What do you think, would a V-8 Viper still be a Viper?

* If you’re under the age of 30 and you can tell me the source of both of those cultural references without searching for the answer, I’ll send the first correct answerer some swag from the 2016 NAIAS.

Ronnie Schreiber edits Cars In Depth, a realistic perspective on cars & car culture and the original 3D car site. If you found this post worthwhile, you can get a parallax view at Cars In Depth. If the 3D thing freaks you out, don’t worry, all the photo and video players in use at the site have mono options. Thanks for reading – RJS

Ronnie Schreiber
Ronnie Schreiber

Ronnie Schreiber edits Cars In Depth, the original 3D car site.

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  • Raph Raph on Jan 15, 2016

    Didn't Marchionne want to build Ferrarris off of a modular front and mid-engine capable platform? I swear Marchionne is like concentrated evil and gives capitalism a bad name! GM's Corvette is on its own platform ( and cheaper to boot ) as is Ford's Mustang and while they don't benefit from economies of scale the business case for them is there. IMO a car like the Viper deserves its,own chassis and if anything FCA should be looking to spring off of that with premium high performance cars in other divisions. A Giulia based Viper would be shit ( no other way to put it ) , take about watered down. They should just dump the Viper moniker and call it the Dodge Grog.

  • Brett Woods Brett Woods on Jan 17, 2016

    I hope the Viper stays in production. Maybe get shipped all over the world. Can you get one in New Zealand or South Africa? I guess a dealer only sells one or two a year. I don't know. If anything I would say, "mellow out" on the expensive parts. Smaller wheels and tires. Taller tires. Convertible top. That was a big part of the essential road car. Only racers preferred the coupe as far as I know. But then maybe mostly racers buy this car. Seats on rails two inches taller? Just me. Keep the girlfriend from only seeing sky. I am thinking because of all the conversation about FCA and the shared heritage, of the Maserati - tipo 8ctf Voiturette as an ancestor example. The spiritual predecessor.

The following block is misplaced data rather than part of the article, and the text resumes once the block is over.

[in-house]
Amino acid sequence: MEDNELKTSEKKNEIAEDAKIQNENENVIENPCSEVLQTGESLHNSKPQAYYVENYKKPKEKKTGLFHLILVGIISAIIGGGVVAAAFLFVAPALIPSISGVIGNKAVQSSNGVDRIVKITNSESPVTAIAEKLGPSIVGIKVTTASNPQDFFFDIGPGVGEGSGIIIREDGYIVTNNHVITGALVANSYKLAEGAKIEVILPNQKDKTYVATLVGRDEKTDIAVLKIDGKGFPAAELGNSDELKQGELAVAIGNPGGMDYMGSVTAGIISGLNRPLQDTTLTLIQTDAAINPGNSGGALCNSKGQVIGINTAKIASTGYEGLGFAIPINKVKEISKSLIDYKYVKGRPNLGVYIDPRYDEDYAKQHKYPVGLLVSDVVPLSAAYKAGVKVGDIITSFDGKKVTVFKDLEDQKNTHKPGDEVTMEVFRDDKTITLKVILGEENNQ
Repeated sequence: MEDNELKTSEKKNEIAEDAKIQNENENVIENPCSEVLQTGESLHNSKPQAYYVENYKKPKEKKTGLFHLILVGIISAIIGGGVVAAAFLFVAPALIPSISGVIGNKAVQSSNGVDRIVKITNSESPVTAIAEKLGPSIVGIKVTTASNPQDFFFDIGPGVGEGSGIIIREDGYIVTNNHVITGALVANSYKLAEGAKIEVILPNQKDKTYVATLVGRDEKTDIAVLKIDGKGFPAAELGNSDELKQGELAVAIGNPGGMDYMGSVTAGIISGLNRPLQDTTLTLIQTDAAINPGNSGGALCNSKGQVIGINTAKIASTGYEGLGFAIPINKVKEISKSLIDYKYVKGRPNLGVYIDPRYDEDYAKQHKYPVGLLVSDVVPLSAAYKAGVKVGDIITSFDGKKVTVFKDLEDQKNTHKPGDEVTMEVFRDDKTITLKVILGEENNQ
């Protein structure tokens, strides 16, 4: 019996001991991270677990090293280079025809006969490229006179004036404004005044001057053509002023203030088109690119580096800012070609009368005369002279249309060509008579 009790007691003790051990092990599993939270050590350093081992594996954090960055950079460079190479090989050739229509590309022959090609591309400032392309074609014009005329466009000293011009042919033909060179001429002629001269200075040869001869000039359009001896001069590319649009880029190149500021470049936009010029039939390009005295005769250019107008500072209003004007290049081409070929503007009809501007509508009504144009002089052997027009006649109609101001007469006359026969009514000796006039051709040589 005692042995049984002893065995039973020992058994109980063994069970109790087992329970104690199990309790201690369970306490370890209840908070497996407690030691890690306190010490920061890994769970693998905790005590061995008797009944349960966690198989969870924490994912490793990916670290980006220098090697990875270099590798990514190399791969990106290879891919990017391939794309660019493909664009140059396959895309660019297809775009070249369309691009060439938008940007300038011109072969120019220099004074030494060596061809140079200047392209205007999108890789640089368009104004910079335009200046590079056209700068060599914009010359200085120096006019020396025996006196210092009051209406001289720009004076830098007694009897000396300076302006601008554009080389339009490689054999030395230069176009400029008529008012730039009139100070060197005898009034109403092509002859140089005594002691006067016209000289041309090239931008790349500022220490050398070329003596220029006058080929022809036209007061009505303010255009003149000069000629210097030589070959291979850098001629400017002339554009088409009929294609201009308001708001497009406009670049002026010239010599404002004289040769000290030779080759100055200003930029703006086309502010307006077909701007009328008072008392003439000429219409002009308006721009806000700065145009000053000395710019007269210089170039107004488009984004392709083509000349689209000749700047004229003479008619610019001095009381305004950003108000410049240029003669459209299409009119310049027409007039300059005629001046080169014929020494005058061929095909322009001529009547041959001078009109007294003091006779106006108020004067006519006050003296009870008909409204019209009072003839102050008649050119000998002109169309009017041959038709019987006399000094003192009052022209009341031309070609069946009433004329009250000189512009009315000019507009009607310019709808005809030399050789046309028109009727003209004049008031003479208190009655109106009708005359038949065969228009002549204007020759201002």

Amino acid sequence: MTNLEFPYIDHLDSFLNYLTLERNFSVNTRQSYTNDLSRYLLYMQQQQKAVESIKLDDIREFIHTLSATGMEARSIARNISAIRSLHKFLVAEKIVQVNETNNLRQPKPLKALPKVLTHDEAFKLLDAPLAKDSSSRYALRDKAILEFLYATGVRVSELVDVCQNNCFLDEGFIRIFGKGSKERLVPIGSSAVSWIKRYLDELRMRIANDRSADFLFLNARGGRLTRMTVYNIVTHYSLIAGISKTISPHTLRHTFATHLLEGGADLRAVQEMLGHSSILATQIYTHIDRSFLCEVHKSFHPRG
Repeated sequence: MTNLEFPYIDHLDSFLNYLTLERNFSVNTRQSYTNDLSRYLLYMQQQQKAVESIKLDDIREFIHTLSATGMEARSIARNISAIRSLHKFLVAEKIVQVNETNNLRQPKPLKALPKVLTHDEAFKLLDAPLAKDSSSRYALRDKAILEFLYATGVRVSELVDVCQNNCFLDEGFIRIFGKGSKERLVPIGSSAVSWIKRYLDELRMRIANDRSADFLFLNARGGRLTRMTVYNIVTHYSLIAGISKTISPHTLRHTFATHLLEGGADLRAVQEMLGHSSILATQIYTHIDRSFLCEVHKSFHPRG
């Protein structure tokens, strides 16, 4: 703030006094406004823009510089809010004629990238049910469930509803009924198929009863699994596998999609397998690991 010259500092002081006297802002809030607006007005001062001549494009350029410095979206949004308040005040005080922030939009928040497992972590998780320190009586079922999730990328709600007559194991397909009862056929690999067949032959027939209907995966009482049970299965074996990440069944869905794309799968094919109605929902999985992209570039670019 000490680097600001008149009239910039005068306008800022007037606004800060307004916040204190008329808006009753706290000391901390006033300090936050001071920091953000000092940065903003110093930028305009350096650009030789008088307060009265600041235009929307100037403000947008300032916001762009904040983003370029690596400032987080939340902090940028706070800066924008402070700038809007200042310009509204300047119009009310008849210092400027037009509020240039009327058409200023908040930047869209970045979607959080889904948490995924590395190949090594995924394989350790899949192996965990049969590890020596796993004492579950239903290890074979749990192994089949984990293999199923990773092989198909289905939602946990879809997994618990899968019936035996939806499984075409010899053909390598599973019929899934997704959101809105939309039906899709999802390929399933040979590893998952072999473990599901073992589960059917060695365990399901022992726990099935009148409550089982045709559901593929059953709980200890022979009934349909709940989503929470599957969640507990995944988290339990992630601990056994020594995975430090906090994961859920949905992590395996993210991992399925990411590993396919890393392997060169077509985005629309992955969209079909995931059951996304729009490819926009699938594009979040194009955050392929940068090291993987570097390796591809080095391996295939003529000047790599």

• 28-Cars-Later "But Assemblyman Phil Ting, the San Franciscan Democrat who wrote the electric school bus legislation, says this is all about the health and wellbeing of Golden State residents. In addition to the normal air pollution stemming from exhaust gasses, he believes children are being exposed to additional carcinogens by just being on a diesel bus."Phil is into real estate, he doesn't know jack sh!t about science or medicine and if media were real it would politely remind him his opinions are not qualified... if it were real. Another question if media were real is why is a very experienced real estate advisor and former tax assessor writing legislation on school busses? If you read the rest of his bio after 2014, his expertise seems to be applied but he gets into more and more things he's not qualified to speak to or legislate on - this isn't to say he isn't capable of doing more but just two years ago Communism™ kept reminding me Dr. Fauxi knew more about medicine than I did and I should die or something. So Uncle Phil just gets a pass with his unqualified opinions?Ting began his career as a real estate  financial adviser at  Arthur Andersen and  CBRE. He also previously served as the executive director of the  Asian Law Caucus, as the president of the Bay Area Assessors Association, and on the board of  Equality California. [url=https://en.wikipedia.org/wiki/Phil_Ting#cite_note-auto-1][1][/url][h3][/h3]In 2005, Ting was appointed San Francisco Assessor-Recorder in 2005 by Mayor  Gavin Newsom, becoming San Francisco’s highest-ranking  Chinese-American official at the time. He was then elected to the post in November 2005, garnering 58 percent of the vote.Ting was re-elected Assessor-Recorder in 2006 and 2010During his first term in the Assembly, Ting authored a law that helped set into motion the transformation of Piers 30-32 into what would become  Chase Center the home of the  Golden State Warriorshttps://en.wikipedia.org/wiki/Phil_Ting
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  • Jeff A bread van worthy of praise by Tassos.